About two-thirds of all family caregivers are women. It’s these tender souls who give up much in order to take care of those they love who are on their final journey in life.
If you are the primary caregiver for your loved one, you might not be thinking about how communicating effectively might benefit your loved one or your ability to care for them well.
As with any difficult period you go through in life, caring for a seriously ill loved one is a job you might gladly accept, but the impact on your physical and mental health and your relationship with your family, can be severe.
This is part three in our four part series on creating a safe environment for an aging love one.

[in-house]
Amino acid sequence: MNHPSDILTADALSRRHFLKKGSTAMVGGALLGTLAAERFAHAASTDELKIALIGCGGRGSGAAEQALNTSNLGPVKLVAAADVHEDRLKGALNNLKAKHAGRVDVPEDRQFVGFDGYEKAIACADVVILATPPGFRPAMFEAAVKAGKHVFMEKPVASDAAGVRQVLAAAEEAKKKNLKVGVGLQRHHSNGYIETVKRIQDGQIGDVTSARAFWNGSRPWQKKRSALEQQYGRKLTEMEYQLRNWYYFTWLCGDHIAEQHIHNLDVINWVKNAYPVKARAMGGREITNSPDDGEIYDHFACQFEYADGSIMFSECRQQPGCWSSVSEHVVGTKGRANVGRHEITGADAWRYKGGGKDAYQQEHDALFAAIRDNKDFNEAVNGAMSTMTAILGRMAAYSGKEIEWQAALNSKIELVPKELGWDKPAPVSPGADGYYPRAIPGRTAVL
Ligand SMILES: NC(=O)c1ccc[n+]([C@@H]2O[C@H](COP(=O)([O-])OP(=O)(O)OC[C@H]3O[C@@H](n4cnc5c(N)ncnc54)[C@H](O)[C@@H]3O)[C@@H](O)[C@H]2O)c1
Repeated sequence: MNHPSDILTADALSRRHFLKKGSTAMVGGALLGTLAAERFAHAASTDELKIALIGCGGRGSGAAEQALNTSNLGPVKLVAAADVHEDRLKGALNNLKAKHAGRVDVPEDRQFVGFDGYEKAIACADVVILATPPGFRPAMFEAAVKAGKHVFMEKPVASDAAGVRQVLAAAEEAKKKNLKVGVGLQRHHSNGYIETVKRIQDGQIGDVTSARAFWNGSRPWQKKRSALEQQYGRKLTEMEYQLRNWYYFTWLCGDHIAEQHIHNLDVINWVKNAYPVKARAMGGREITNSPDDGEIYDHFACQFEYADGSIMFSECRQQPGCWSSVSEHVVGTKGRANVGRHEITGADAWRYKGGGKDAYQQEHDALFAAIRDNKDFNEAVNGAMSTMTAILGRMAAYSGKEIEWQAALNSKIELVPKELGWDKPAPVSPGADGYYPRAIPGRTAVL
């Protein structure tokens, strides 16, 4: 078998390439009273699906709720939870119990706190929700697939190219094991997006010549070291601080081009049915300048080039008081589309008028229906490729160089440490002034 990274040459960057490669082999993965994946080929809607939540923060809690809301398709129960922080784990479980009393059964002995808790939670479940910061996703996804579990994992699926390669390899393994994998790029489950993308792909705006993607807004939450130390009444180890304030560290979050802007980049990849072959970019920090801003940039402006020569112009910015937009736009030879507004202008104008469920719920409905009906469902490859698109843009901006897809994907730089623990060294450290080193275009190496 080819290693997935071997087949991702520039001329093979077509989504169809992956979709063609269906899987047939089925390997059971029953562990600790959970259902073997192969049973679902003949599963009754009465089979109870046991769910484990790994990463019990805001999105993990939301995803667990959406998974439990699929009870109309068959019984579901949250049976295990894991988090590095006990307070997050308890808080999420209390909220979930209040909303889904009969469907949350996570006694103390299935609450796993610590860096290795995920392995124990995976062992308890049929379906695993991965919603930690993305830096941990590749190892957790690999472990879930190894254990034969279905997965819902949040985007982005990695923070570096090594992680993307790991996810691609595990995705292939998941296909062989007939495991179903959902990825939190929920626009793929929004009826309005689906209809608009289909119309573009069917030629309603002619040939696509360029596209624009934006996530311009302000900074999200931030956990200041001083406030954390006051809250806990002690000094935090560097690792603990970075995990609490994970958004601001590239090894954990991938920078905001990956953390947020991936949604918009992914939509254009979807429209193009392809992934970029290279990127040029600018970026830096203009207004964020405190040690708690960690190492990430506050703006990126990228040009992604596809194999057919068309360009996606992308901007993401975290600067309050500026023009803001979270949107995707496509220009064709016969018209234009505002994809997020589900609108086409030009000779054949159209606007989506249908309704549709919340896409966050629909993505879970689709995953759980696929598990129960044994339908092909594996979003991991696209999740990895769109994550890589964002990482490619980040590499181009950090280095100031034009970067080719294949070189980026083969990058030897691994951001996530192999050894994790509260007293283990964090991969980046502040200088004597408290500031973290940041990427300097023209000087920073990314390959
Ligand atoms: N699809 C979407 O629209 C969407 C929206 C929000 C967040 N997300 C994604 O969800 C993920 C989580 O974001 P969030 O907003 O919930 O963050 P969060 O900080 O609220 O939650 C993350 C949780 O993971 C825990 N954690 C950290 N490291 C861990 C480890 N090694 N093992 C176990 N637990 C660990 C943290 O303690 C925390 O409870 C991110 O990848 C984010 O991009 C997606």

This is part two in our four part series on creating a safe environment for an aging love one.
Most people are familiar with the concept of childproofing a home when a new baby arrives.
Losing someone close to you is often a very painful experience. Holidays, anniversaries and other special occasions can intensify that pain, but planning a remembrance or ritual to celebrate your loved one’s life can ease the sorrow of these challenging times and help preserve memories of the affection you shared.
This month, communities across the country are doing their part to spread the word that November is National Hospice and Palliative Care Month, and Hospice of Santa Cruz County (HSCC) is emphasizing the importance of the care that hospice provides for all residents, regardless of age, location or diagnosis.
Editor’s Note: Here is a great post we’d like to share by Susan Seliger via The New York Times.
Human nature dictates that we often experience child-parent struggles. The blurring of identities as our parents advance in age and we become their caregivers frequently intensifies these struggles.